Interview of the Week – Matt Griffith, Easton Head Football Coach
We are starting a new WBOC web series called “Interview of the Week.” Each week I will interview a local sports figure on Delmarva. Today, we go to the Mid-Shore to find out a little more about Easton football head coach Matt Griffith.
The 40-year-old has coached for twenty years at the high school level. Over the years, he’s coached football, basketball and baseball. Entering his fifth year as Easton’s football coach, Griffith is 22-21 counting playoff games. He has led the Warriors to back to back seven win seasons and playoff appearances.
1. Were you born and raised on Delmarva? Where did you go to college? Did you play any sports in college? What was that experience like?
I was born in Baltimore in 1975 and resided in Anne Arundel County until 2004 when I moved to Easton Md. I graduated from Glen Burnie HS in 1993 where I played football, basketball and baseball. I was 1st team all-Metro, 1st team all-county and 2nd team all-state for football. I attended Bowie State University where I played football and received a full football scholarship. The college experience was incredible, however I wasn’t prepared for the level of commitment and the work ethic needed to be able to survive in college. It was so much more than in high school and it required me to find a structure and balance between my academics and athletics quickly. This is one of my biggest focus points for my players, I am trying to get them ready for college whether they are playing a sport or not but to ensure they have the tools necessary to succeed at that level and what to aspect in their first year.
2. Why do you love coaching?
I love the sport and enjoy working with kids. I am a very competitive person and like to win in everything I do. It gives me an opportunity to work with student athletes and help them prepare for the “real world” after high school. My biggest gratification is being able to see development on and off the field with my kids. I make sure they know I can always be an outlet for them no matter what they did or what happens and it creates a very unique relationship between me and my players. It’s about teaching them about life and making them understand every choice you make has a consequence and you need to be prepared for the outcome. Football allows me to reach out to more kids then I would be able to if I wasn’t coaching and football builds character to those who need it.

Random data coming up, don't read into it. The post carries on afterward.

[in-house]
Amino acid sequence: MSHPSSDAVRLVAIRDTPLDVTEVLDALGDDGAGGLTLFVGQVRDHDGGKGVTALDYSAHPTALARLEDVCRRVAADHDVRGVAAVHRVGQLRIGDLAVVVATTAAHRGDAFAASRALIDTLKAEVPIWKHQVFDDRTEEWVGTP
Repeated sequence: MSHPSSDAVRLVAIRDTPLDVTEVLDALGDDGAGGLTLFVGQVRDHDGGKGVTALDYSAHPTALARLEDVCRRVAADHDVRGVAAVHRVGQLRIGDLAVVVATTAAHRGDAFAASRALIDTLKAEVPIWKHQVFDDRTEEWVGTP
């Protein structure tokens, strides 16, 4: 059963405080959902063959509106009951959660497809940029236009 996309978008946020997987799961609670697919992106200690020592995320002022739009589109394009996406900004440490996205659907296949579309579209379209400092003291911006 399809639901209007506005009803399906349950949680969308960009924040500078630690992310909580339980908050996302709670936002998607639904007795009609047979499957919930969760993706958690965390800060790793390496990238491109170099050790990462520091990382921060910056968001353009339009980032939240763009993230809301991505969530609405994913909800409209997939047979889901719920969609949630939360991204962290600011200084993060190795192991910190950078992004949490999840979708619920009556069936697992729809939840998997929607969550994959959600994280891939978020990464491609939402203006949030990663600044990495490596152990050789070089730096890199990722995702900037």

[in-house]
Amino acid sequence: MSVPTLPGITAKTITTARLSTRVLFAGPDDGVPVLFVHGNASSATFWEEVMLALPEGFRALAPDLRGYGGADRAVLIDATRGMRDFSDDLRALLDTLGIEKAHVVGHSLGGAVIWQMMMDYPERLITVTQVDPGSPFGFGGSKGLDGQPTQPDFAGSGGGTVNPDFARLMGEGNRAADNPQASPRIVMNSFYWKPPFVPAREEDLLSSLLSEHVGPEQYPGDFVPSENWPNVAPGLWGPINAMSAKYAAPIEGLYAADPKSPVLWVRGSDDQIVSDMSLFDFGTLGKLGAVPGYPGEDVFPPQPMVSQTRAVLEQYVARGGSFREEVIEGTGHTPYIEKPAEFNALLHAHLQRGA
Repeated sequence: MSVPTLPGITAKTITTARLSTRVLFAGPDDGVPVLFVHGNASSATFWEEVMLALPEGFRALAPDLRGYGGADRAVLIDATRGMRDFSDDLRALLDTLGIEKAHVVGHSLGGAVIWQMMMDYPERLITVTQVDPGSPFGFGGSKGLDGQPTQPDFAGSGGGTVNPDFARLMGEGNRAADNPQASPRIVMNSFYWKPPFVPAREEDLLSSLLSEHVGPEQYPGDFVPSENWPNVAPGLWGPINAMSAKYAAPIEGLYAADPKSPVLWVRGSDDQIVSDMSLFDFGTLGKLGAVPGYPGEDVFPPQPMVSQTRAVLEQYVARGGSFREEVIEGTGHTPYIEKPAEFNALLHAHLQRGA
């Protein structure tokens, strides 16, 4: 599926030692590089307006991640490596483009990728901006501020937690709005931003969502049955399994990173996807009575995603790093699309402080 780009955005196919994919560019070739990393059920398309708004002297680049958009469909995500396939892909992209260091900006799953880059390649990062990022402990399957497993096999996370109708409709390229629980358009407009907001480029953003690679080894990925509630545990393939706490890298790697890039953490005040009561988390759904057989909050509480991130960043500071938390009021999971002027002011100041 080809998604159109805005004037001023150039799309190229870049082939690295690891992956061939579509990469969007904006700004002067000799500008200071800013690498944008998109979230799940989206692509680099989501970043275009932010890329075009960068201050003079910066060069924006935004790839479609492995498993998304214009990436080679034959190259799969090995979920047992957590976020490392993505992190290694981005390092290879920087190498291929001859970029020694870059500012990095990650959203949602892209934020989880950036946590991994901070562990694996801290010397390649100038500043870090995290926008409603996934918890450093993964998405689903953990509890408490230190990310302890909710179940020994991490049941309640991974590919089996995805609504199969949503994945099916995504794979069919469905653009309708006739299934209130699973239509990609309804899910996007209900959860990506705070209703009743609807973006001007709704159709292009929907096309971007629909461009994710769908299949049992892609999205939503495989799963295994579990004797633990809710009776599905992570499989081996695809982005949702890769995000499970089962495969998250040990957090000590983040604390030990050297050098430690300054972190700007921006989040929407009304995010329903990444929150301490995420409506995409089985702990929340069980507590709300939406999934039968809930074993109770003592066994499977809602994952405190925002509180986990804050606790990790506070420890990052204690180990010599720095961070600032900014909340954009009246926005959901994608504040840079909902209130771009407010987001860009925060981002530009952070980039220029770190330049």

3. Under your guidance, the Easton football program is becoming a consistent winner again. How were you able to change the culture so fast?
My staff and I have instituted a structure and an expectation to our kids that we will not accept anything less than 100% effort in the classroom and on the field, as well we have received support from Dave Stofa (Principal) and his staff in this process. I treat my kids like college athletes as much as possible. We have a mandatory study hall three days a week, grade checks once a week, All football players wear a shirt and tie on the first day of school so the administration knows I am holding my kids to a higher standard. Senior mentor program for underclassman, we have a team meal every Thursday after practice together and a team meal together on every game day. These are just a few things we have done to make my kids feel special and because of that they have bought in to my system and philosophy. So when we ask them to work harder they know there is a reason for it and in my short time at Easton we have had 10 or 12 kids go on to play college football and they all have said how much they were prepared for practice and the classroom. In addition we have only had one kid in four years become academically ineligible, which I think is pretty awesome considering you have 80+ kids each year.
4. What are your short and long term goals as the head football coach at Easton?